“I realized I would be learning a whole new academic language, even though I came from a lengthy career in education. There was much at this point in time that was brand new to me. My subject librarian was a great help to me, as well as the CSC. Their workshops are phenomenal.

Another recommendation would be to attend every online session that you can that is outside (or inside) of your primary field of study. When you watch scholars from different disciplines, you get different perspectives of research, for instance, through a lens of science, social science, or humanities, or arts-based infused, but you will learn to see those views if you are truly becoming an expert interdisciplinary researcher, and when you watch other scholars, you can take notes and use them in your papers, it does not always have to be something you read. One of my profs encouraged this. I was so surprised how much valuable information I got for my papers from this. IGS is hugely beneficial and you can be so enriched by it, no matter your background of study!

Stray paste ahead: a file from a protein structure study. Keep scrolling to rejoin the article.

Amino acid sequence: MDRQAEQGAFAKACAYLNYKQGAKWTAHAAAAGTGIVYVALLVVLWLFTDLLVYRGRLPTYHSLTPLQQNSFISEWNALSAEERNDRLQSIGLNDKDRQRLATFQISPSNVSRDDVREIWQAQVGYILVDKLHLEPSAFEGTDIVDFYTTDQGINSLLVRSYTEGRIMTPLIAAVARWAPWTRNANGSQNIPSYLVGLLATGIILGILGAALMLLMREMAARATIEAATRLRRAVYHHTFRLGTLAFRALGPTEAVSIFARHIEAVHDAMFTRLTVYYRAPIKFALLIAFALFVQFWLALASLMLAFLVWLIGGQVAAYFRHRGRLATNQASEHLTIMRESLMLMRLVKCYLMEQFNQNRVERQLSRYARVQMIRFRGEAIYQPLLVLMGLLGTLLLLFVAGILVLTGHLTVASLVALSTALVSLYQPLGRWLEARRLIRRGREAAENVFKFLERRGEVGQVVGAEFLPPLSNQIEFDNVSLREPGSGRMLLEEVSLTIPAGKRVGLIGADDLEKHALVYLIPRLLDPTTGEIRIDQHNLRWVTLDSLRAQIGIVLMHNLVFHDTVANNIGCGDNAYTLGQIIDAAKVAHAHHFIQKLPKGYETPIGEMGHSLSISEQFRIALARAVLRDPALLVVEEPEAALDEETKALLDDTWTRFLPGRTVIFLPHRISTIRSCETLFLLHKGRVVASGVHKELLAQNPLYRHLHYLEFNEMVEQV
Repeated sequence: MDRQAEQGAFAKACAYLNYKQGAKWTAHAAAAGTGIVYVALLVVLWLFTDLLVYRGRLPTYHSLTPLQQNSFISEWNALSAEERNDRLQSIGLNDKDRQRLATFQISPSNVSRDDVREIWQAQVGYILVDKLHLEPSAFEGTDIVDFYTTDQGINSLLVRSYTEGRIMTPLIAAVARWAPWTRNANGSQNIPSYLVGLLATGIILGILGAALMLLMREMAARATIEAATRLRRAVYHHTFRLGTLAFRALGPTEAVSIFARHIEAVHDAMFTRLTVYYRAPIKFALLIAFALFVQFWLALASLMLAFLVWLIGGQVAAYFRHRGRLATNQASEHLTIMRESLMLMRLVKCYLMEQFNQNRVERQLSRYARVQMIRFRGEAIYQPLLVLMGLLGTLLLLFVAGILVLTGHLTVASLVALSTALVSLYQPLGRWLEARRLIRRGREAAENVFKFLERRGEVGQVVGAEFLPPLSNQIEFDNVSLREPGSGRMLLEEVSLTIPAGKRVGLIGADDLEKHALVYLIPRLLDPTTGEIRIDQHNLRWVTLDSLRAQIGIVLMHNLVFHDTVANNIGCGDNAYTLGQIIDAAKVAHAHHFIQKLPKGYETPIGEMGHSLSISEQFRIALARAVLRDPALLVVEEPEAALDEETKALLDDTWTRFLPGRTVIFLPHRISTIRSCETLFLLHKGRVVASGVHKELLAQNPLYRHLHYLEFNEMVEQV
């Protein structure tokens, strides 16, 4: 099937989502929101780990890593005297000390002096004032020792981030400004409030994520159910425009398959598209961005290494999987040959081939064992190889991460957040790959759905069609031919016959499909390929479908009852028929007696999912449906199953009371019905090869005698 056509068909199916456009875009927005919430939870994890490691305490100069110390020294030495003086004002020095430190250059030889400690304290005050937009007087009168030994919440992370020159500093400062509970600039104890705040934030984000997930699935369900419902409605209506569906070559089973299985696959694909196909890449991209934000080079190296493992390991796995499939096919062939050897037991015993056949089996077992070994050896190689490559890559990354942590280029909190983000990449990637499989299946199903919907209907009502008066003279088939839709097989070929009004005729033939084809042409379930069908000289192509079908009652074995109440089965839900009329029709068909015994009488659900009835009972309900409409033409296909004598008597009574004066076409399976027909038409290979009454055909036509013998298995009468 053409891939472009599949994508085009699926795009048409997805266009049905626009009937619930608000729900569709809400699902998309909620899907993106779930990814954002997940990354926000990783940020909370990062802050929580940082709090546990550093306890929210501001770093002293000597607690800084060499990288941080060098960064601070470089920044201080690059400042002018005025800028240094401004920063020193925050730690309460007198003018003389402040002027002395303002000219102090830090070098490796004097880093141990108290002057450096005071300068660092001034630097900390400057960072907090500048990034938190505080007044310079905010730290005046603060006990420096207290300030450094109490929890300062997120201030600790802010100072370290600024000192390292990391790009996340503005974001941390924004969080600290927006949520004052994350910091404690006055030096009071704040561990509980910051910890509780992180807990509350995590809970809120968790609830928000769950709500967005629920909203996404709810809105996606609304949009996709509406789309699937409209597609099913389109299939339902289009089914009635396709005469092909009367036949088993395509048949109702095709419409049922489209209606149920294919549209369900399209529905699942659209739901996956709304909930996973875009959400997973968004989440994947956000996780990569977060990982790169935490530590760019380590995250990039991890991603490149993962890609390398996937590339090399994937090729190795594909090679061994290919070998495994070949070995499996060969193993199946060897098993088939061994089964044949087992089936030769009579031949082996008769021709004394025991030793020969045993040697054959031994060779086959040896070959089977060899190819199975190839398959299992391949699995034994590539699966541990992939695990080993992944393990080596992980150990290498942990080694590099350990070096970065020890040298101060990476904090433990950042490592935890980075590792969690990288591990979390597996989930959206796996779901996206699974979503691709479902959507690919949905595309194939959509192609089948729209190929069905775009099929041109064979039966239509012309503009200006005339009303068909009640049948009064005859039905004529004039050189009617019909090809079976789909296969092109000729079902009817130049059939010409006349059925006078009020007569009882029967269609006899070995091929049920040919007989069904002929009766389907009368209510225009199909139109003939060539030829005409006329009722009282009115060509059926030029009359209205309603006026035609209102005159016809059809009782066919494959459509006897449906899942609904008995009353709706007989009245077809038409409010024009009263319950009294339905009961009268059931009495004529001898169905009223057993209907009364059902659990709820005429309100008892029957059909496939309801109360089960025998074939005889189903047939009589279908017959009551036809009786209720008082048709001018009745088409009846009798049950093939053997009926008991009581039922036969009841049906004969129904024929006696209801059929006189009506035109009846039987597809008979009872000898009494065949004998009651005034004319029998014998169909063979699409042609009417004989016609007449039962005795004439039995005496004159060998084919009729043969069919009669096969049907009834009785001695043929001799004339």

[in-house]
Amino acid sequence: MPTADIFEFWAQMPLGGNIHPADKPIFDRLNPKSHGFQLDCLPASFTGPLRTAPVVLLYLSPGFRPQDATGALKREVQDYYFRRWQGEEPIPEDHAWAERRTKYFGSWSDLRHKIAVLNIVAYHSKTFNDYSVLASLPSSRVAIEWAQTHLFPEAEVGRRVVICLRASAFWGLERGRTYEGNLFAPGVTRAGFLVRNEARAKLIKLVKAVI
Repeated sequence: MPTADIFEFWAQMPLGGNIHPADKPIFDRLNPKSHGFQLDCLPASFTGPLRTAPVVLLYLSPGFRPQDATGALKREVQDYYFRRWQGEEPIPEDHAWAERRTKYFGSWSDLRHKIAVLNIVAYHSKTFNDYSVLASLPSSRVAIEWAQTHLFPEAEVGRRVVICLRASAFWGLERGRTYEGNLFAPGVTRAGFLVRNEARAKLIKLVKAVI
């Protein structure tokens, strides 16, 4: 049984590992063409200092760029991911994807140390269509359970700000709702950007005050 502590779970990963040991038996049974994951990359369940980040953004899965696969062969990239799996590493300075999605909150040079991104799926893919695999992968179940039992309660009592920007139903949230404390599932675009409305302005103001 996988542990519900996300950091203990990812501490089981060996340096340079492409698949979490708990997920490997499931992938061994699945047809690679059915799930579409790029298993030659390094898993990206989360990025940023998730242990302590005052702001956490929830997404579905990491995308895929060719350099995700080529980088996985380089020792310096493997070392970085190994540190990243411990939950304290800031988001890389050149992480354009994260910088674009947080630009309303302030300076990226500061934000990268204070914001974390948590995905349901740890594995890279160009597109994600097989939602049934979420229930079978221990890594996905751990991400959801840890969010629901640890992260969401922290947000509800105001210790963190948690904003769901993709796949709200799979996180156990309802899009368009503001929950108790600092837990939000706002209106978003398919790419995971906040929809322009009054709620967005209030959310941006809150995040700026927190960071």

I learned quickly that I had to use a lot of computer storage to store my readings and papers. To be able to save those and highlight them has made my life so much easier.

Be open to everything! Everything is fluid, and there is a lot that is welcome at the university and research ethics board. They are open to new research ideas and unique approaches, so I encourage you to breathe it all in, stay connected the best that you can in these times, but there are advantages to this too.


Ben from the Faculty of Engineering, 2nd year PhD in Electrical Engineering

I wish I had known when I started that this degree is truly yours to make your own. It is important to take time to figure out what you like- how you like to do research, how you like to learn and figure it out as soon as possible to make the future process much easier. Grad studies is a unique opportunity that is open-ended. It is not like undergrad and not as strict on courses.”

“Keep in close, honest contact with your supervisor in regards to what you want to learn and how you want to approach certain problems. Having a say in what you are doing will make you enjoy it more and allow you to be more productive. You have a lot of freedom to take different classes, learn in new ways, research many different ideas and tackle projects many different ways- keeping yourself organized and figuring out your direction early on could help a lot and give you peace of mind in the future.